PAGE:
UDOT Student Neighborhood Access Program (SNAP)™ has a challenge called “Walk More in Four” where students in Utah K-8 are encouraged to walk or bike to school at least three days a week during the four weeks in September. Students can win prizes, such as a scooter, helmet or bike. Also, schools who register by Sept. 7 and have the highest participation percentage will win a $500 prize and Golden Tennis Shoe trophy. Second- and third- place will be awarded $250 and $100, respectively.
We kicked off the Walk More in Four challenge today at Highland Park Elementary in Salt Lake. The official challenge starts Sept. 4 and goes through Sept. 27.
The Walk More in Four challenge objectives are to encourage safe walking and biking practices, promote healthy habits among kids, as well as to keep the roads clearer to reduce air pollution and cars on the road – all resulting in a safer environment for our children. (Information about Walk More in Four can be found here: http://www.udot.utah.gov/snap/parent/walkmorein4.php)
More information about the Walk More in Four challenge and kickoff event is below. We also have a SNAP Facebook page that provides safety tips and resources for parents about walking and biking to school safely. You and your readers can check that out here: https://www.facebook.com/UDOTSNAP.
Students at Highland Park Elementary Kick Off Statewide Safe Walking and Biking to School Challenge
UDOT’s “Walk More in Four” challenge offers the chance for schools to win $500, students to win bikes and scooters
SALT LAKE CITY — Students at Highland Park Elementary today pledged to walk and bike safely to school this year as part of the UDOT Student Neighborhood Access Program (SNAP)™ “Walk More in Four” challenge.
To promote walking and biking safely to school, UDOT launched its annual statewide challenge. Walk More in Four encourages all Utah K-8 students to walk or bike to school at least three days each week during the four weeks in September.
Students chart their progress for a chance to win prizes including bikes, scooters and helmets. The school with the highest percentage of students participating will win $500 to be used by its safety committee, along with the Golden Tennis Shoe, a traveling trophy. Schools must pre-register for the competition by Sept. 7 (complete details and official rules are available at udot.utah.gov/snap).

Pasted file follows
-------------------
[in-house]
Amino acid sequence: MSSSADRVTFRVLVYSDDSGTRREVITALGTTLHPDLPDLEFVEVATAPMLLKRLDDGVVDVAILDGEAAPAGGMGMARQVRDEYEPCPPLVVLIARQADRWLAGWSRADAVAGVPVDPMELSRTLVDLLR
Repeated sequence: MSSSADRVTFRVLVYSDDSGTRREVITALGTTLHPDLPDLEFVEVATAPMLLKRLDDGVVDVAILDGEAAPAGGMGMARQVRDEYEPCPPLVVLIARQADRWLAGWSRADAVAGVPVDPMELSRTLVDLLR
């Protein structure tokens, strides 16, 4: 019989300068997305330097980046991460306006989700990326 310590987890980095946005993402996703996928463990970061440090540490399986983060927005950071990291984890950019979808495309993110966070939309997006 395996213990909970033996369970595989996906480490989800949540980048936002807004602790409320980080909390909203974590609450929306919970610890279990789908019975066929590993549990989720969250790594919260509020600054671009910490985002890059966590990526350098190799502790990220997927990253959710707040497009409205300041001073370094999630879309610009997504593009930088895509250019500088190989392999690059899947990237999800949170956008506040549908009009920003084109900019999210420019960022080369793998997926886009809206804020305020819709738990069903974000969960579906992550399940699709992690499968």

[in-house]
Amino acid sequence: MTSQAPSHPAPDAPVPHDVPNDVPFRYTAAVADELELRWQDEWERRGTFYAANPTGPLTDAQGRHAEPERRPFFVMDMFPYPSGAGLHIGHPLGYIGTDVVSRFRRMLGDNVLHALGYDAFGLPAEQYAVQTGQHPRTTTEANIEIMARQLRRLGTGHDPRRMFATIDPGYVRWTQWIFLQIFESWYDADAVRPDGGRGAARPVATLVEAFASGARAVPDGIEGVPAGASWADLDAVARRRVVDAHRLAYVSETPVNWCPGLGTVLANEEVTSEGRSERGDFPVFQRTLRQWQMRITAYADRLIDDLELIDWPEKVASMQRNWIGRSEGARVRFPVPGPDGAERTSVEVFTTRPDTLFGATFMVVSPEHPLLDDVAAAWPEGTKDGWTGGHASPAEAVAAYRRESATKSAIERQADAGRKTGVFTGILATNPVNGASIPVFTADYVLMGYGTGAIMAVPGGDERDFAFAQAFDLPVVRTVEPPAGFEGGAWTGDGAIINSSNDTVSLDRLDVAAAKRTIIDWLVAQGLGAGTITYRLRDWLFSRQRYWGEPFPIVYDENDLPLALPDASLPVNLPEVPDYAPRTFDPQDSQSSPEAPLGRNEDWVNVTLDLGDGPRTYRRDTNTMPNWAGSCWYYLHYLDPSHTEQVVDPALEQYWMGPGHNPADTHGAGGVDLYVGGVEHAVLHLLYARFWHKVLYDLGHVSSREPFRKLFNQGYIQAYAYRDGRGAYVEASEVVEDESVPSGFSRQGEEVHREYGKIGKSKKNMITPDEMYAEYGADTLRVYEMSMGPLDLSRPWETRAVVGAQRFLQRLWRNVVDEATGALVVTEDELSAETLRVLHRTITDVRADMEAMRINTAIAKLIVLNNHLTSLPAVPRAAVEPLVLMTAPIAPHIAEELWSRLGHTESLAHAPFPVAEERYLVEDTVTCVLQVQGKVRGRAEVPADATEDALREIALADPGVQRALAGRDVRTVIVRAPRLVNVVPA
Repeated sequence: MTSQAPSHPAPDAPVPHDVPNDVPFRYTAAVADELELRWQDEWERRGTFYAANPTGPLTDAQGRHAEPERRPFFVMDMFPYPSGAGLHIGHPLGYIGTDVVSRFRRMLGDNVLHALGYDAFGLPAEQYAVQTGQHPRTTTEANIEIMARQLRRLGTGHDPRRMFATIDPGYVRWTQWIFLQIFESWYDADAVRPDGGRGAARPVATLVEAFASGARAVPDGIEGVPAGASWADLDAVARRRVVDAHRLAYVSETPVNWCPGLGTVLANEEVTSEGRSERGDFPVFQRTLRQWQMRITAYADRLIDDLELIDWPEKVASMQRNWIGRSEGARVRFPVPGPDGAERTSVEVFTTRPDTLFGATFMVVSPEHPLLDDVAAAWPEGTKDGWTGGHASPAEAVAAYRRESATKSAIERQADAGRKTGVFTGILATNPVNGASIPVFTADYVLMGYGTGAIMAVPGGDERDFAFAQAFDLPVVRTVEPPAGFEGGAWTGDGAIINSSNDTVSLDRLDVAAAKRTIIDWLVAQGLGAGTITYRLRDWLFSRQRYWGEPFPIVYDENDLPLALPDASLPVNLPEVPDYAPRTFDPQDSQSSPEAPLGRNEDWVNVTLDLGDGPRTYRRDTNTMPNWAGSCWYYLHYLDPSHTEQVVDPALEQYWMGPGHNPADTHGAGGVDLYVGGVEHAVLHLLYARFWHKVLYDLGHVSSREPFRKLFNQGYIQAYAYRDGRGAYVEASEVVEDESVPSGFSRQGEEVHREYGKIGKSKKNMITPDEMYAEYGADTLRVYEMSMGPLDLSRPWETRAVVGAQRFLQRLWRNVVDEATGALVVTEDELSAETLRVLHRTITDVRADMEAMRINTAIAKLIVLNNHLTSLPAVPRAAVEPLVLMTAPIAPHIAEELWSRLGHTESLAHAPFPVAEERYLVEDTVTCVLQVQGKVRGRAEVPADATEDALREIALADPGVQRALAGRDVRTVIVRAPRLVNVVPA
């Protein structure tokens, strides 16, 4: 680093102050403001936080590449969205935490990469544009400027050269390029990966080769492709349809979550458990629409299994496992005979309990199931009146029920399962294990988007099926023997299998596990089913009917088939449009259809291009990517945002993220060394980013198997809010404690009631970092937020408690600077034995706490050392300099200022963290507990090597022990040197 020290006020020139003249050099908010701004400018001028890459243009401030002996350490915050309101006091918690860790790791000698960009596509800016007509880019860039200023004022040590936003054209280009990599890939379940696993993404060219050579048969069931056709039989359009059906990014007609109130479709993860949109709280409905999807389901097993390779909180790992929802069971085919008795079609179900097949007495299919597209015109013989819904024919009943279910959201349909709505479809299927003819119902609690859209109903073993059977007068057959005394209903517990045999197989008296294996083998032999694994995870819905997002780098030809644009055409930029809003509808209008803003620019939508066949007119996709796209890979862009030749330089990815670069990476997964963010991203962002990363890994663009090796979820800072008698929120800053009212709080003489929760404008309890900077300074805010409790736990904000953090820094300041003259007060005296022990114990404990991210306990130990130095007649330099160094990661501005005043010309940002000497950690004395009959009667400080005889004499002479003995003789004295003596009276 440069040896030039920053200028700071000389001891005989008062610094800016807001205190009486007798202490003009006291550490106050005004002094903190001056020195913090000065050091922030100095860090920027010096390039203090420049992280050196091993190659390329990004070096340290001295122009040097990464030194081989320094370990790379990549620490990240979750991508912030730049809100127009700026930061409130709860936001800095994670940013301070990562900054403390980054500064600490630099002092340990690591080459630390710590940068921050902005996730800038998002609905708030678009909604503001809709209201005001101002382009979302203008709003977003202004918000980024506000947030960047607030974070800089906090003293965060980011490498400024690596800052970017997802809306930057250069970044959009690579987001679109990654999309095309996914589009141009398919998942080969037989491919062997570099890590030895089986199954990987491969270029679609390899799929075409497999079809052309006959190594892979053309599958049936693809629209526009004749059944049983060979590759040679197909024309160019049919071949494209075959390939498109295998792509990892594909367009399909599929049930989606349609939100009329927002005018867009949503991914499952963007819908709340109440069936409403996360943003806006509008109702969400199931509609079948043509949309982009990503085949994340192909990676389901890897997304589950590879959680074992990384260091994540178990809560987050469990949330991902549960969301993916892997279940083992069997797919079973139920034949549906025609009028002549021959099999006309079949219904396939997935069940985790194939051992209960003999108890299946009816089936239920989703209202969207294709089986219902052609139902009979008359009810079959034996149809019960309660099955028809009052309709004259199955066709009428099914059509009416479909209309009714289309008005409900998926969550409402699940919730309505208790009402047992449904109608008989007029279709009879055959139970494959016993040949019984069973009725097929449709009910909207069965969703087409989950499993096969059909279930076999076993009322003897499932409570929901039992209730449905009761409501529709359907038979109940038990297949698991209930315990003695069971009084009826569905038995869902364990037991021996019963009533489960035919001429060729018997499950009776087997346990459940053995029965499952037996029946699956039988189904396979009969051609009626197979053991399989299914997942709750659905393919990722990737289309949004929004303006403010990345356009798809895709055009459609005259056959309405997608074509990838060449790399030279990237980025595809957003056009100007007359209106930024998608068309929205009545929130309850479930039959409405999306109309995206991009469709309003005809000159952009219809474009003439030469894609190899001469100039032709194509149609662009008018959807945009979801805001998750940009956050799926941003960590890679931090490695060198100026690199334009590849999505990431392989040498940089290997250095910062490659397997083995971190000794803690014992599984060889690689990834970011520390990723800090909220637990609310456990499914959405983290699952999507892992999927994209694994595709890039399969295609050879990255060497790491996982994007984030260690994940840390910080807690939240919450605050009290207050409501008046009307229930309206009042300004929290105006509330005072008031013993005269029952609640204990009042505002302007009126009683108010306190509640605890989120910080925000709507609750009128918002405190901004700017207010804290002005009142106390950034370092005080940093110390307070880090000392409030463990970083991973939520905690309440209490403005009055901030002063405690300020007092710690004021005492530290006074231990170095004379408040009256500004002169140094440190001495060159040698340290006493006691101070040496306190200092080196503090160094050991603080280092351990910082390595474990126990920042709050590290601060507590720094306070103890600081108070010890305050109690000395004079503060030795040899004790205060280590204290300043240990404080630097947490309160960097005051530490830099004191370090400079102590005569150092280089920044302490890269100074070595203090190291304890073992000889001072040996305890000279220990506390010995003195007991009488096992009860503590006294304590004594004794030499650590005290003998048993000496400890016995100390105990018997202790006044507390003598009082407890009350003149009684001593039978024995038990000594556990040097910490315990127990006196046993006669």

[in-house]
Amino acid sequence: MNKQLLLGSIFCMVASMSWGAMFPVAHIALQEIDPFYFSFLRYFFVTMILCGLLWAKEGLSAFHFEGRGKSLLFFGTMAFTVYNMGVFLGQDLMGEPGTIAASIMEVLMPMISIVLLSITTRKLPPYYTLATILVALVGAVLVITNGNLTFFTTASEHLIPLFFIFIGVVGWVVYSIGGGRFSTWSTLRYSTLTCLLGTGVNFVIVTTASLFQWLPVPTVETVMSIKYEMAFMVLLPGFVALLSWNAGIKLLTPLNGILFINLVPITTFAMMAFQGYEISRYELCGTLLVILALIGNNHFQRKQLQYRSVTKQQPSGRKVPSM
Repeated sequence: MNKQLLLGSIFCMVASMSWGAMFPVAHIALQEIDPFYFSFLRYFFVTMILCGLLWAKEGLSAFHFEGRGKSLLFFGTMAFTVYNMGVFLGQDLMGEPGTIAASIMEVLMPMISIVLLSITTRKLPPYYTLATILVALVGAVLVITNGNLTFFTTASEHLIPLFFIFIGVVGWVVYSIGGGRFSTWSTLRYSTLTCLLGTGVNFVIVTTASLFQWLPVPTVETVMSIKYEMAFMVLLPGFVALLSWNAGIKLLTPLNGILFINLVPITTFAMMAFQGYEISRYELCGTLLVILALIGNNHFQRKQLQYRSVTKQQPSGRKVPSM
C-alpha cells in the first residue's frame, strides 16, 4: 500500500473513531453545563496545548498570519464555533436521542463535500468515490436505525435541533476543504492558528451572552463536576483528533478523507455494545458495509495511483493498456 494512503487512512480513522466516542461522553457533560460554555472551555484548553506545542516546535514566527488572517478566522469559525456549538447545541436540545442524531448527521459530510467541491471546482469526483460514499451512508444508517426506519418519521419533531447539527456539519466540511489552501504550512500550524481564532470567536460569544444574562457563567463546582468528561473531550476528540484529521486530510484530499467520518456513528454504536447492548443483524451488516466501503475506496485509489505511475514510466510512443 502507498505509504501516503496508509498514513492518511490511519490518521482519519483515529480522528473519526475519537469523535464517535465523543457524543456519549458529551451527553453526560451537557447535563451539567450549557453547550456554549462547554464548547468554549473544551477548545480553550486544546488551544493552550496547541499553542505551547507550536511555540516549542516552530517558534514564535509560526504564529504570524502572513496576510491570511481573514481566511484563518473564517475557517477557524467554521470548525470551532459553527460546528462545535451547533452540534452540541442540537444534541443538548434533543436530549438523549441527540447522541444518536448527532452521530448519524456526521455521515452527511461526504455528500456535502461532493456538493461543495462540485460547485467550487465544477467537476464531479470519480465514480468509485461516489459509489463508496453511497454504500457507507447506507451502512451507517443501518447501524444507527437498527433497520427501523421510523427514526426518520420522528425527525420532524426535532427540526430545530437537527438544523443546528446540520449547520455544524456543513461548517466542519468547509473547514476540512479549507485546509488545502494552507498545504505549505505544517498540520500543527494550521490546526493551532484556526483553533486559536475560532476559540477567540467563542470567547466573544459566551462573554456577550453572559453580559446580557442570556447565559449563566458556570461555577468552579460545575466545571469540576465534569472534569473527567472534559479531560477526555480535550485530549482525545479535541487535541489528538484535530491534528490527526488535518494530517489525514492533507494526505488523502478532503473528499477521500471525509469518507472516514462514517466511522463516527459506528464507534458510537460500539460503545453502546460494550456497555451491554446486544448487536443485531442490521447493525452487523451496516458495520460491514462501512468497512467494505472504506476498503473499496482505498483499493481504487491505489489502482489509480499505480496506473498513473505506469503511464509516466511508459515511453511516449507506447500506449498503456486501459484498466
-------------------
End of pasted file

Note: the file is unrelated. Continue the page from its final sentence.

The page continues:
“Walking or biking to school at the start of the school year is a great way for students to develop and continue safe and healthy habits,” said Robert Hull, UDOT director of traffic and safety. “Students who walk or bike to school not only stay active and increase brain power during the day, but also reduce traffic congestion around schools, making these areas safer.”
The Walk More in Four progress chart is available for students to download at udot.utah.gov/snap. All participating students who complete the challenge and return their chart to UDOT by Wednesday, Oct. 3, 2012, will be eligible for the drawing for prizes, beginning Friday, Oct. 5, 2012.
Students unable to walk to school due to distance can still participate by practicing safe habits while walking or biking in their neighborhoods. Throughout Walk More in Four and during the school year, parents can help their children practice safe walking and biking habits by discussing the following safety tips:
· Follow the safest route using the school’s SNAP Map (contact the school for a copy)
· Walk with a buddy or group
· Walk on sidewalks where possible
· Look left, then right, then left again when crossing a street
· Cross the street only at crosswalks. Obey directions from school crossing guards and walk bikes and scooters across crosswalks
· Always wear a helmet when riding a bike. Make sure the helmet has a safety certification and fits properly
· Wear bright clothing, especially when riding a bicycle, to make it easier for traffic to see you — or tie a bright handkerchief around your backpack
· Never walk or ride while wearing headphones. They are distracting and make it difficult to hear traffic
More tips and resources are available to parents and school administrators at udot.utah.gov/snap.
The Utah Department of Transportation (UDOT) Student Neighborhood Access Program (SNAP)™ is a fun and comprehensive program for walking and biking safely to school that engages and educates students, parents, school administrators, crossing guards and communities. As part of the federal Safe Routes to School program administered by UDOT, SNAP focuses on student safety as its first priority. SNAP provides free resources, including mapping software, a 35-minute musical assembly and DVD, student activity booklets and teacher lesson plans, to encourage students to walk and bike safely to school. More information about SNAP is available at udot.utah.gov/snap or by contacting Utah’s Safe Routes to School Coordinator, Cherissa Wood, at 801-965-4486 or email@example.com.